The congregation first met in a storefront that is now a Kentucky Fried Chicken. Ground was broken for the present church building in 1926. It is a plain but charming Country Gothic church with both a sanctuary and a great deal of space for community functions in the adjoining parish hall. Constructed almost entirely of cast-off stone and timber from other sites, the church held its first service on Christmas Eve 1927. Legend has it that one full pound of incense was burned at that service a tradition that apparently lives on (see below)! Construction had not been fully completed, however, and the stock market crash of 1929 brought an abrupt halt to it for good. Only the chancel, transepts, and a small portion of the nave were ever finished; a temporary wall closed off the nave after only a few rows of pews had been put in, and that wall remains to this day. A planned tower was never built. Interestingly, though, the abbreviated size of the church enables the grounds to encompass a large amount of green space, especially in the front, with benches, trees and grass. One does not encounter many churches like this in the area it really sets St Mark's apart! The interior is fairly plain, with painted walls and wooden floors and pews. Even the altar is a simple, wooden piece, in front of the original stone eastward-facing altar that is now unused. There are a few stained glass windows located near the vaulted ceiling. In terms of accessibility, there is one step at the front door, although there may be other ways to enter the building. For those with hearing loss, hope that the PA system is working! Otherwise you will have trouble following the service.
St Mark's doesn't talk diversity they live it! Located in one of New York's most heterogeneous neighborhoods, it has members from all parts of the world. Besides church services, you can also find 12-step meetings, an early childhood learning center, the Lion's Share food pantry, an art school, and concerts at St Mark's. There are two Sunday masses, in English and Spanish, and evening prayer on Wednesdays and Fridays. The Rosary is also said on Fridays.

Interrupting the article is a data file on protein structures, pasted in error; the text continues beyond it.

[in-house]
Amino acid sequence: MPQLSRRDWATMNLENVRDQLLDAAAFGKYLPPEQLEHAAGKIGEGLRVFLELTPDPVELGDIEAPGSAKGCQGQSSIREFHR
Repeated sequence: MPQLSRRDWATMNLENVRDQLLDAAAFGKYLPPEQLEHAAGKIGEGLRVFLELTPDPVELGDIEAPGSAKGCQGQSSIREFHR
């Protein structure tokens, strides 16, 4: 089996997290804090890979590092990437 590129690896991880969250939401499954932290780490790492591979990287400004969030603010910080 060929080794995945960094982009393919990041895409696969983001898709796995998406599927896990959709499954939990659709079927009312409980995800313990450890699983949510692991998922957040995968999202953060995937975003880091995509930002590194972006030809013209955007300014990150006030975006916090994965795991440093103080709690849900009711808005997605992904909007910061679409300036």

New York City's borough of Queens, along with Brooklyn, occupies the westernmost edge of Long Island, across the East River from Manhattan. The Jackson Heights neighborhood of Queens is located about a half-hour from Manhattan via express service on the #7 train (when they're not doing "maintenance work" on the line). Jackson Heights was developed during the 1920s as a private development for middle and upper-income families. For a time it even had its own golf course! With the Great Depression and "white flight," the community later became home to thousands of Latin Americans and Asians. You can get fantastic Indian food here, the most famous eatery bearing the exotic Hindi name "Jackson Diner." Lately, Jackson Heights has seen an influx of artists and educated persons of all races. It is known as "gay friendly." The area surrounding the church is part of the Jackson Heights Historic District.
No names were given.
What was the name of the service?Good Friday Liturgy.
How full was the building?
Only a few people were present when we started, although the building was about 25 per cent full by the time the service finished.
Did anyone welcome you personally?
Yes. A woman said "Good afternoon" and handed me a booklet.
Was your pew comfortable?
Your standard wooden pew. No cushions. Not bad. Not comfy.